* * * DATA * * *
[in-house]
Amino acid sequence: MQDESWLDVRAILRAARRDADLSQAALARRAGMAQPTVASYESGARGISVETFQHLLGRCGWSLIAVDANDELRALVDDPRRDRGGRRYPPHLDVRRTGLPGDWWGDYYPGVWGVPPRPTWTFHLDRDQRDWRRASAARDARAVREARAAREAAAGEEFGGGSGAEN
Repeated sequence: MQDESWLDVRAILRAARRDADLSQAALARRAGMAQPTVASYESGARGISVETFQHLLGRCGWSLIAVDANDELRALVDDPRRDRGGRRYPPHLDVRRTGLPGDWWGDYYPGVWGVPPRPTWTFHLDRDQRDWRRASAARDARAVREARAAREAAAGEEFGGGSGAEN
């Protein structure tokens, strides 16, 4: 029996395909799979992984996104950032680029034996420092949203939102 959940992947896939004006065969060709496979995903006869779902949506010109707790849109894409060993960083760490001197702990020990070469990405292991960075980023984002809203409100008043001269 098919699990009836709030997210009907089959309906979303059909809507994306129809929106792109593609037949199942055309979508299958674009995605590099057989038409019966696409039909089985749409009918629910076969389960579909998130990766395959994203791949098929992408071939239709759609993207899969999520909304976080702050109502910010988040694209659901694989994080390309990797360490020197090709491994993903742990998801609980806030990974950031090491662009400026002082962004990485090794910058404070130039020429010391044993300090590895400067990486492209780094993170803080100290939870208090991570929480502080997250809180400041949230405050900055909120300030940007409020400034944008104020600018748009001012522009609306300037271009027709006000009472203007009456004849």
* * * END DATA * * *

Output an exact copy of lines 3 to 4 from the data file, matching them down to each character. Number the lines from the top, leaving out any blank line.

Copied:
Repeated sequence: MQDESWLDVRAILRAARRDADLSQAALARRAGMAQPTVASYESGARGISVETFQHLLGRCGWSLIAVDANDELRALVDDPRRDRGGRRYPPHLDVRRTGLPGDWWGDYYPGVWGVPPRPTWTFHLDRDQRDWRRASAARDARAVREARAAREAAAGEEFGGGSGAEN
């Protein structure tokens, strides 16, 4: 029996395909799979992984996104950032680029034996420092949203939102 959940992947896939004006065969060709496979995903006869779902949506010109707790849109894409060993960083760490001197702990020990070469990405292991960075980023984002809203409100008043001269 098919699990009836709030997210009907089959309906979303059909809507994306129809929106792109593609037949199942055309979508299958674009995605590099057989038409019966696409039909089985749409009918629910076969389960579909998130990766395959994203791949098929992408071939239709759609993207899969999520909304976080702050109502910010988040694209659901694989994080390309990797360490020197090709491994993903742990998801609980806030990974950031090491662009400026002082962004990485090794910058404070130039020429010391044993300090590895400067990486492209780094993170803080100290939870208090991570929480502080997250809180400041949230405050900055909120300030940007409020400034944008104020600018748009001012522009609306300037271009027709006000009472203007009456004849």